Articles about "Knight Foundation"


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New newsroom training report shows gaps, some progress

For many journalists, this is the best of times for training. For others, it’s a missed opportunity, according to a new Poynter report.

The results of a new report “Constant Training: New Normal or Missed Opportunity?” were released today by The Poynter Institute and the Knight Foundation. Two-thirds of journalists report that they have received training the past 12 months. In addition, more than half, 56 percent, of those journalists were mostly satisfied or very satisfied with the training.

That’s a significant improvement from the 1993 “No Train, No Gain” report, published by the Freedom Forum, which revealed that only 14 percent of the journalists surveyed received regular weekly or monthly training at their newspapers. A follow-up report, “Newsroom Training: Where’s the Investment?” in 2002 painted a similar picture, with more than two-thirds of the journalists surveyed saying they “receive no regular skills training.”

However, Poynter’s 2014 survey shows that training varies wildly between newsrooms, with several reporting less than half of staff members have received training in the past year.  Read more

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Jennifer Preston joins Knight Foundation

Jennifer Preston, the New York Times’ first social media editor, will become vice president for journalism at the Knight Foundation. Preston also helped launch the Times’ “Watching” feature, which Justin Ellis wrote about for Nieman recently.

Other Knight moves accompany the Preston hire and are part of a “reorganization designed to boost Knight Foundation’s ability to help accelerate digital innovation at news organizations and journalism schools, while accelerating the pace of experimentation that drives that innovation,” a release, below, says.

MIAMI – Oct. 6, 2014 – Jennifer Preston, an award-winning New York Times journalist and digital innovator, will join the John S. and James L. Knight Foundation as vice president for journalism beginning Oct. 20, 2014.

The move completes a reorganization designed to boost Knight Foundation’s ability to help accelerate digital innovation at news organizations and journalism schools, while accelerating the pace of experimentation that drives that innovation.

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Knight Fellowship Program to create workshop for top editors and publishers

The Knight Foundation Tuesday announced a $1.8 million investment in the John S. Knight Journalism Fellowships Program at Stanford University for a series of new initiatives, including the establishment of a workshop on transformative news leadership.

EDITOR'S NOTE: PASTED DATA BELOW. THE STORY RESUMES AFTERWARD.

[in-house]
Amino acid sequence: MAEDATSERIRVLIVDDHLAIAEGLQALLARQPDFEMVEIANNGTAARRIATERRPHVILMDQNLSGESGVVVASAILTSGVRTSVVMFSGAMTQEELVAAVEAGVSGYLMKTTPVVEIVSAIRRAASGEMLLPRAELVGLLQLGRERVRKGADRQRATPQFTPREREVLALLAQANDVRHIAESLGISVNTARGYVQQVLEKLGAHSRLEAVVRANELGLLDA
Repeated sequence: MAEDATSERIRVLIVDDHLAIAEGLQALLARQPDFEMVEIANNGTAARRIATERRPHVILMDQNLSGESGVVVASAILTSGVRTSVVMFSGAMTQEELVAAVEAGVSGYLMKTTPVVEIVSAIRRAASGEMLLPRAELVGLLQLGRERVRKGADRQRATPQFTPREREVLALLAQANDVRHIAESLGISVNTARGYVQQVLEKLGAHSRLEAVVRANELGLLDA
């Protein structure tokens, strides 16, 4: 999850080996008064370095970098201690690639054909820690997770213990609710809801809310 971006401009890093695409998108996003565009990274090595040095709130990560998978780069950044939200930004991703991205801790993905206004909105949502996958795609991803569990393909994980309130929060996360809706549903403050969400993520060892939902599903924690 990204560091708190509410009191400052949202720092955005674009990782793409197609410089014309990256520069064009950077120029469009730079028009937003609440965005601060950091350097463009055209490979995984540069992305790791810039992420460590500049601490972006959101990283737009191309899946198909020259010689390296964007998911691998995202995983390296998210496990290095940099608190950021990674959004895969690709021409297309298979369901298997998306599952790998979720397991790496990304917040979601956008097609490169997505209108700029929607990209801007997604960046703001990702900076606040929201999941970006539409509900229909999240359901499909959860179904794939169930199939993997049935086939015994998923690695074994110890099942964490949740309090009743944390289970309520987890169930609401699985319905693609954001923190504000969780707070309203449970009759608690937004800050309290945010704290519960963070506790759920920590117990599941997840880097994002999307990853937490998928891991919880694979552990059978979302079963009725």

The program will use the money to “strengthen the fellowship curriculum and help spread the program’s impact into newsrooms and beyond,” according to a release from the Knight Foundation (full release below).

The initiatives include:

  • Hiring a coordinator to help fellows “build on the innovative ideas they examined during their fellowship year.”
  • Holding an annual “networking and mentoring event” for 20 former fellows.
  • Starting a workshop where “top editors and publishers” can collaborate and learn with fellows.
  • Create a technology curriculum for journalists.

Here’s the release:

STANFORD, CALIF.—Oct. 7, 2014—The John S. Knight Journalism Fellowships at Stanford University will launch a series of initiatives to strengthen the fellowship curriculum and help spread the program’s impact into newsrooms and beyond.

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Career Beat: Tom Knudson joins Center for Investigative Reporting

Good morning! Here are some career updates from the journalism community:

  • Tom Knudson is now a senior reporter at The Center for Investigative Reporting. Previously he was a staff writer at The Sacramento Bee. (Center for Investigative Reporting)
  • Mark Smith will be mobile web editor for The Washington Post. Previously, he was senior manager of social media marketing at USA Today. (Washington Post)
  • Brian Gross will be deputy design director at The Washington Post. Currently, he’s lead senior designer there. Emmet Smith will be lead senior designer at The Washington Post. Previously, he was a senior designer there. (Washington Post)
  • Julia Cheiffetz is now executive editor at Dey Street Books. Previously, she was editorial director at Amazon. (@rachelsklar)
  • Stephen Collinson is now a senior enterprise reporter for CNN’s digital politics. Previously, he was a White House correspondent for Agence France-Presse. (Politico)
  • Matt Vella is now assistant managing editor at Time magazine.
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Knight Foundation announces new journalism division

Knight Foundation

The Knight Foundation will split its journalism and media innovation division into two separate teams, adding a vice president for journalism, the nonprofit announced Wednesday.

Under the new structure, the media innovation division will administer programs such as the Knight News Challenge and the Knight Prototype Fund, John Bracken, vice president of the new media innovation division, said in a phone interview. The journalism division will focus on leading transformational change in newsrooms. The two divisions will divvy up the current combined grantmaking budget, though the specific breakdown hasn’t been determined yet. This budget varies from year to year depending on a variety of factors including the performance of the stock market.